I have thinking for a while about the moment when a project like StateHorn was born. A project as complex and multifaceted as this one doesn’t appear from the air, but it grows slowly through the years, built on fieldwork campaigns, conversations, experiences, readings and thoughts on one of the most exciting regions of Africa. But if there is a moment when everything started, I guess it was in 2015, when Alfredo, Muros and me crossed the border between Ethiopia and Somaliland at Togochale, with very (VERY) little funding and a Brandt guide in our hands. During these six years, our understanding of the complexity of the Somali archaeology has grown parallel to the feeling that we are just starting to scratch the surface of an astonishing world of traders, nomads and towns. The Incipit Archaeological Project in Somaliland –an umbrella term which gathers the different initiatives and projects run by the Institute of Heritage Sciences under the direction of Alfredo González-Ruibal and myself- has expanded and evolved during these years, documenting numerous archaeological sites and consolidating several research threads centred around the Trade in Antiquity and the medieval period of the Horn of Africa. It has also set an excellent and collaboration with the Somaliland authorities, which from the very beginning supported our work and which has become increasingly professional during these years, including with the creation of a Department of Archaeology in 2018.
Left: our arrival to Somaliland in 2015: at the back of a crowded van. Right: hard beginnings: we never thought water could be a problem in Somaliland. ©Incipit Archaeological Project in Somaliland.
A project as complex and multifaceted as this one grows slowly through the years, built on fieldwork campaigns, conversations, experiences, readings and thoughts on one of the most exciting regions of Africa.
In 2018 I decided to apply for one of the prestigious Starting Gants of the European Research Council. At that moment I was holding a Marie Curie fellowship to explore the relationships between nomads and urban dwellers in western Somaliland, a topic I had been interested in since the beginning of our work in the region. However, I had the feeling that this theme –important as it was– did not summarize the complexity of the historical dynamics that took place in the Horn of Africa during the Medieval period. For quite a while I struggled with ideas, concepts, themes and terms, and then one day, after locking myself into my study a word popped into my mind: “statehood”. And within that concept word everything else seemed to fit together in a coherent and harmonious framework: territory, urbanism, history, material culture, religion and toponymy.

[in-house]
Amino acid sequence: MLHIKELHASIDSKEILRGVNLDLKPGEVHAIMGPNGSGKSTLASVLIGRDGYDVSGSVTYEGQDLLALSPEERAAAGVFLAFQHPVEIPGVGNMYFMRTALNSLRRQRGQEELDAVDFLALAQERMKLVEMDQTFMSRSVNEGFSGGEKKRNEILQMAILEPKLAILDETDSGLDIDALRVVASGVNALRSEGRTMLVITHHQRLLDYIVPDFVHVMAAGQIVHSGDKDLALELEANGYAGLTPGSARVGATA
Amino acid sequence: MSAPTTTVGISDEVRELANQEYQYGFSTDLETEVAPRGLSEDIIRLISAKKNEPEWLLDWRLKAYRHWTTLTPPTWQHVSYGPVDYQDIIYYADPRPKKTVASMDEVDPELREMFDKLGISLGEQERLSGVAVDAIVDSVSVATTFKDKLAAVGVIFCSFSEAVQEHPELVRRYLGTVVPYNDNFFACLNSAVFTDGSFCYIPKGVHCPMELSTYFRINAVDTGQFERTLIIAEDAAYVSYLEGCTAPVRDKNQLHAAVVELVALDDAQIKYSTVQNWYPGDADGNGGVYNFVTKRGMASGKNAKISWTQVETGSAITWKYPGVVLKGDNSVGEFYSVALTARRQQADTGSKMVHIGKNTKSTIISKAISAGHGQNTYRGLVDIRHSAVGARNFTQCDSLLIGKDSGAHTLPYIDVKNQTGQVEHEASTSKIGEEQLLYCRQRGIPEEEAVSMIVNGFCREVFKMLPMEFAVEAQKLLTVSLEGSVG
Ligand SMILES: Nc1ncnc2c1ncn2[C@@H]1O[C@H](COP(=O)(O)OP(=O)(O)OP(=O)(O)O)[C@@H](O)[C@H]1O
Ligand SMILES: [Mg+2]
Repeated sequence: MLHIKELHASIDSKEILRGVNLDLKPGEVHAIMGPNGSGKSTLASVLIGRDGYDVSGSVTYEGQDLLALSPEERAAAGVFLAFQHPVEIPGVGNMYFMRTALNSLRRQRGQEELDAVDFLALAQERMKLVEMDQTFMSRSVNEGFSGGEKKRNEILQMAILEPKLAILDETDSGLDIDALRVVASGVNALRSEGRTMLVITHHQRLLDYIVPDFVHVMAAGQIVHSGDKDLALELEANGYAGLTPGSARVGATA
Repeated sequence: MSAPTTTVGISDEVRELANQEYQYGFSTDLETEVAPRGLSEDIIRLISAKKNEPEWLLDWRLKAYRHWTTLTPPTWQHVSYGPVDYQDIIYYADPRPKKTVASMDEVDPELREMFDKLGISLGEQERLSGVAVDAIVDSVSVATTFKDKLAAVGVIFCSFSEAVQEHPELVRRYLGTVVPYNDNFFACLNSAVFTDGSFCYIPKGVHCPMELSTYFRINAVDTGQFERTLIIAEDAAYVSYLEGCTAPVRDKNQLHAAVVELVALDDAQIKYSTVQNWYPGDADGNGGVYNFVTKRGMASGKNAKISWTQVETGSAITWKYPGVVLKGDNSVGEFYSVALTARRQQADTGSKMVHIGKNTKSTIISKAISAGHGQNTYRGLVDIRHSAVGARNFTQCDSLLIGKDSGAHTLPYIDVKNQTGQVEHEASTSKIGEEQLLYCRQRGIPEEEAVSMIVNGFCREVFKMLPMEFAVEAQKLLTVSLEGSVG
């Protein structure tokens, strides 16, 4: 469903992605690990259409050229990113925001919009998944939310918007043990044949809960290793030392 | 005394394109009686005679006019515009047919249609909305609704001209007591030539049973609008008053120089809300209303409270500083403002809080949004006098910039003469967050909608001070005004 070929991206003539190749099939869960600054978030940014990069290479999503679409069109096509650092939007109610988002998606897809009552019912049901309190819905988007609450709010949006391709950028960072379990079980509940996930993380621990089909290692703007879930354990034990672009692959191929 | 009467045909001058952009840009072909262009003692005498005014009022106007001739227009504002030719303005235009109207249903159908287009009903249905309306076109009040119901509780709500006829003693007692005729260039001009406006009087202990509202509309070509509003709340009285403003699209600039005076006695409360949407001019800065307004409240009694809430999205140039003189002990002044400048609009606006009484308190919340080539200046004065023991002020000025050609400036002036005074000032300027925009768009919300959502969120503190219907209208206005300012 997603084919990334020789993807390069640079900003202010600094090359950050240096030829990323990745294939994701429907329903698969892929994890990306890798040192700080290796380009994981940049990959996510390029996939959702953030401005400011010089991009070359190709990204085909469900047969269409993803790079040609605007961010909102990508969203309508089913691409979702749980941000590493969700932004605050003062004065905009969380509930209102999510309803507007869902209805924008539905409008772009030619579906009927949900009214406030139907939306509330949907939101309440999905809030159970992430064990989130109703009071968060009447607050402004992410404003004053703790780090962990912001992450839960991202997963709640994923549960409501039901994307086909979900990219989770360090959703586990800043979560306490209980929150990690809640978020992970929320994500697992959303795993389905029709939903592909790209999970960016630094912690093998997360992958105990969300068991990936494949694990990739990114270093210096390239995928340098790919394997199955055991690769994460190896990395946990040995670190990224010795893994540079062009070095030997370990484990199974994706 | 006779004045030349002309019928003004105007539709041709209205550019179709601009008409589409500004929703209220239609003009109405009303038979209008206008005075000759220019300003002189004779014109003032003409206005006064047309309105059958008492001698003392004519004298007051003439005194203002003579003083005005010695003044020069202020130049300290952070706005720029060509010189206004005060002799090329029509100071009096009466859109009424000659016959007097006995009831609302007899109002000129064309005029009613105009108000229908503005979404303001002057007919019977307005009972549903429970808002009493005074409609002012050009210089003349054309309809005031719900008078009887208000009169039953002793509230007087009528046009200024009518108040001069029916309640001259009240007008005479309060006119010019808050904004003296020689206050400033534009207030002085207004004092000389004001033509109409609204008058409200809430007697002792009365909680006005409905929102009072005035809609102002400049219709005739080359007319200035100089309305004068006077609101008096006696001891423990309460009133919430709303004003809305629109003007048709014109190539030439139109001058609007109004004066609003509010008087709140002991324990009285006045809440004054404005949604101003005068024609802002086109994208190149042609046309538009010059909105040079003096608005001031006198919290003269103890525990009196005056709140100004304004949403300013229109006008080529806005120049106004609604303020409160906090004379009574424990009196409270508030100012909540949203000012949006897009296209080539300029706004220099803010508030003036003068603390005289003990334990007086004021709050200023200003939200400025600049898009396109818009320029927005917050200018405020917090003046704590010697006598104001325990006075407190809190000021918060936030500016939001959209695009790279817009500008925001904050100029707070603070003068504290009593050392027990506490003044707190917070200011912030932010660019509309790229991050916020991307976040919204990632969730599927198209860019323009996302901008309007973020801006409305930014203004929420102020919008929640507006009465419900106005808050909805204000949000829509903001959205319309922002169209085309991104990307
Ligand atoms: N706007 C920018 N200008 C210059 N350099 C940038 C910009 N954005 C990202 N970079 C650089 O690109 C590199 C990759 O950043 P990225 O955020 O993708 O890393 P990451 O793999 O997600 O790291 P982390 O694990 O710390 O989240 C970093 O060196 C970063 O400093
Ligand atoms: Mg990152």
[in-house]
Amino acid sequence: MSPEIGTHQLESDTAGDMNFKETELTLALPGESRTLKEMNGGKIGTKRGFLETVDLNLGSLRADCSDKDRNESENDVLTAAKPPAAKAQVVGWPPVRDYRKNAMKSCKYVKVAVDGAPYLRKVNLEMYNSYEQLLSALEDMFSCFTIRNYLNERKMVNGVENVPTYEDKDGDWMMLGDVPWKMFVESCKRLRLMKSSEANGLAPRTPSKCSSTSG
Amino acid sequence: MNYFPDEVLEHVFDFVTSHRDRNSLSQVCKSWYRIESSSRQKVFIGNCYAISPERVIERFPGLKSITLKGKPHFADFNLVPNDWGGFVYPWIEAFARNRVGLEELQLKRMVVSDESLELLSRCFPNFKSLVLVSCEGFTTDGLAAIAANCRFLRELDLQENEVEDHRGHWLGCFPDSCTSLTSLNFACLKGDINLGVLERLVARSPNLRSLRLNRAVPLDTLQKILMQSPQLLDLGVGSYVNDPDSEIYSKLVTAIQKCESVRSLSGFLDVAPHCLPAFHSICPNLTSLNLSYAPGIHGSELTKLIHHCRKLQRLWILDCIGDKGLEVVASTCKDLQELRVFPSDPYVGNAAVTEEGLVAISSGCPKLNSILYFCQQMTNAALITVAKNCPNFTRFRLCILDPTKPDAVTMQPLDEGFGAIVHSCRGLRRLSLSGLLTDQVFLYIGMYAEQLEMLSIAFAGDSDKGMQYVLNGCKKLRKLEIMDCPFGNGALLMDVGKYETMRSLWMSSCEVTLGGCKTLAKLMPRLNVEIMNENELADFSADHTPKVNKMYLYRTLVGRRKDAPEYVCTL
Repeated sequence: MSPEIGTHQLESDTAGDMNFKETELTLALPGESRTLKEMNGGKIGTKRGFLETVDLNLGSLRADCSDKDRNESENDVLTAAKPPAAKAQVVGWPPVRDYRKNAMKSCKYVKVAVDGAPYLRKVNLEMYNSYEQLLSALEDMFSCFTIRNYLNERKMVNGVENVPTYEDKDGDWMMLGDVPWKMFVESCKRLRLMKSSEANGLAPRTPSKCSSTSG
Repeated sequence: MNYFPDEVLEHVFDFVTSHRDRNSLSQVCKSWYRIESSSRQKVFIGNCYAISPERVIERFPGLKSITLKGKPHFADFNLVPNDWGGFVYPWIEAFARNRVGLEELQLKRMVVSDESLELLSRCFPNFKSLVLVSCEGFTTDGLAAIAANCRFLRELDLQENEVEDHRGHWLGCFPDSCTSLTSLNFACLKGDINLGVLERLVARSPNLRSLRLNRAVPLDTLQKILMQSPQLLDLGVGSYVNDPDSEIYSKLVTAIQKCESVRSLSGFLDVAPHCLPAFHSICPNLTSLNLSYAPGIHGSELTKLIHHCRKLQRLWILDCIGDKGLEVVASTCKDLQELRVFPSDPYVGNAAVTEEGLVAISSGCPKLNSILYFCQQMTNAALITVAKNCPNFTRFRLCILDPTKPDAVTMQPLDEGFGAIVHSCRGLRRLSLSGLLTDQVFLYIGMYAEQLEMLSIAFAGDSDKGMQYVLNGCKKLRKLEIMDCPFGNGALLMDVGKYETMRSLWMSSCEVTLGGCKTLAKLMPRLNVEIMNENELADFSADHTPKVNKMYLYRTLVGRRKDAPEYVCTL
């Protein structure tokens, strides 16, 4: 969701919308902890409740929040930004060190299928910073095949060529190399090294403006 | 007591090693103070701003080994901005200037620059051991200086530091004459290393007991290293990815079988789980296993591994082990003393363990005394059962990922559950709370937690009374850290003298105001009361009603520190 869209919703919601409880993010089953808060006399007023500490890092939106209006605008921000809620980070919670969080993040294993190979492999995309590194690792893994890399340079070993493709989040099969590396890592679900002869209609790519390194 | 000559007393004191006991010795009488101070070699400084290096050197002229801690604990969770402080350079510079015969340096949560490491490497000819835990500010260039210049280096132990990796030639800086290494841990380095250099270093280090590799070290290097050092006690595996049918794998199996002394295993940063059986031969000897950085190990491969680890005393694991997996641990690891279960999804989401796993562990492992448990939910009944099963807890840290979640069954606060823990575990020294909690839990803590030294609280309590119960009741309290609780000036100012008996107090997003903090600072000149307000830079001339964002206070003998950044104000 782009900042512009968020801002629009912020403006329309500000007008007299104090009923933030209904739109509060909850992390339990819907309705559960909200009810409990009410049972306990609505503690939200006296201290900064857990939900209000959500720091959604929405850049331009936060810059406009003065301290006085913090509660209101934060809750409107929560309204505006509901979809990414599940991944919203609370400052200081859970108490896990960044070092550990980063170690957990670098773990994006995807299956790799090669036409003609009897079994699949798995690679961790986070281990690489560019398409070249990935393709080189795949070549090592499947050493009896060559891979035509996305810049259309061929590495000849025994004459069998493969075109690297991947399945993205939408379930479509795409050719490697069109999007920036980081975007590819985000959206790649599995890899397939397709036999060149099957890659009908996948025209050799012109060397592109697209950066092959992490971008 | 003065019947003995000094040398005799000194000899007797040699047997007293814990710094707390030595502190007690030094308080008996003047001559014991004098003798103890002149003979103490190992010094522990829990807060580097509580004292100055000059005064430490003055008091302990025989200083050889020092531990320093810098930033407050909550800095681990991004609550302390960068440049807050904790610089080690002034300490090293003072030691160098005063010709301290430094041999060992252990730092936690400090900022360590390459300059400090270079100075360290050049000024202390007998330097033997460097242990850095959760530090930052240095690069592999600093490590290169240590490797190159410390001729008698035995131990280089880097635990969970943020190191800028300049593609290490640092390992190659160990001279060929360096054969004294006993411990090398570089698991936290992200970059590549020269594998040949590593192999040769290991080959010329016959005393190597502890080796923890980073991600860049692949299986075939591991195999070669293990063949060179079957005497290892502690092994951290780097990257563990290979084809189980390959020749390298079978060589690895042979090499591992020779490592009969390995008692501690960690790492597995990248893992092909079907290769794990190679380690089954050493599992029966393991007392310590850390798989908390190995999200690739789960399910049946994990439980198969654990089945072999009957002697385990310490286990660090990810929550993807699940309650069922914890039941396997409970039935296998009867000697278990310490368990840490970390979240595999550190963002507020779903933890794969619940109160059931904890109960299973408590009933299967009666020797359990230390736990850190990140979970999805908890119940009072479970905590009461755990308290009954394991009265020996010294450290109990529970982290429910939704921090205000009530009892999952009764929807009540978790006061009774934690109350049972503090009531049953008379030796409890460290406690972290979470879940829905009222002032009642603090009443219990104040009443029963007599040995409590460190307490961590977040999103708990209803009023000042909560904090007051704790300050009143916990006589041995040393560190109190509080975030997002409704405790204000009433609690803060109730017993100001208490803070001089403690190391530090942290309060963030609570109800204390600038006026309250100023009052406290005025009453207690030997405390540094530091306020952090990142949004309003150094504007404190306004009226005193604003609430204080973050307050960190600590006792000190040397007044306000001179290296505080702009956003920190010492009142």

A first brainstorming draft outline of the StateHorn project, which was going to be called “PATHSTA” (Luckily, Felipe Criado suggested the infinitely better acronym StateHorn). ©Jorge de Torres.
The ERC Starting grant application and selection process was at the same time extremely demanding and deeply satisfying. It required a lot of thinking and tones of work, until a moment arrived when a couple of hours could be spent in a discussion about the use of a specific term, and I started to feel satisfied – at some stages, proud- with my proposal. This long path also required huge doses of humility, as during the whole process the proposal and oral presentation outlines were corrected, amended and reviewed by a large group of colleagues and friends that put their creativity, experience and intelligence in criticizing and improving my application. That enormous collective effort, especially in the preparation of the interview, has been one of the most enriching moments of my career as a researcher. In many aspects it has defined the way I want to manage StateHorn: A project that incorporates talent and intelligence in a wide collaborative network, to face a complex archaeological and historical challenge.
The first slide of my presentation in Brussels. A beautiful photograph taken in Berbera in 2015 to talk about past and current states in the Horn of Africa. Design by ©Juan Pablo Venditti.
The list of people I would like to thank is endless, as it extends many years into the past when I started working in Africa in 2006 and later in Somaliland. Just to cite some, I would like to thank Alfredo González Ruibal for starting what looked like a crazily underfunded project in Somaliland six years ago, Felipe Criado for giving me the time and free hand I needed to prepare the proposal and the interview, and all my colleagues at the Incipit and other research institutions that put time and effort into my proposal. And I would like to thank all the people in Somaliland that have made possible our work, especially Ahmed Dualeh Jama, Mohammed Abdi Ali and Khader Ahmed Aideed. Their commitment to preserve Somaliland’s archaeological and historical heritage is one of the main reasons why we can conduct our work there.
Mohammed Abdi (left) and Khader Ahmed (centre) at the end of the 2016 field season. ©Incipit Archaeological Project in Somaliland.
StateHorn has just started. Staff joins the project, the website you are looking at is launched, the research threads that are the backbone of the project are set. These months have been full of long discussions about a myriad aspects of what is a complex project, from the design of the database to the structuring of the databases or the dissemination plans. COVID19 in the horizon, disrupting fieldwork campaigns and making us rearrange schedules and strategies. We will work a lot during these years, and we will share that work with you, through this website, our Twitter accounts, our scientific papers and many other means. And in the process I hope we will have a lot of fun, as it has always happened with my work in Somaliland all these past years ago. Welcome to StateHorn!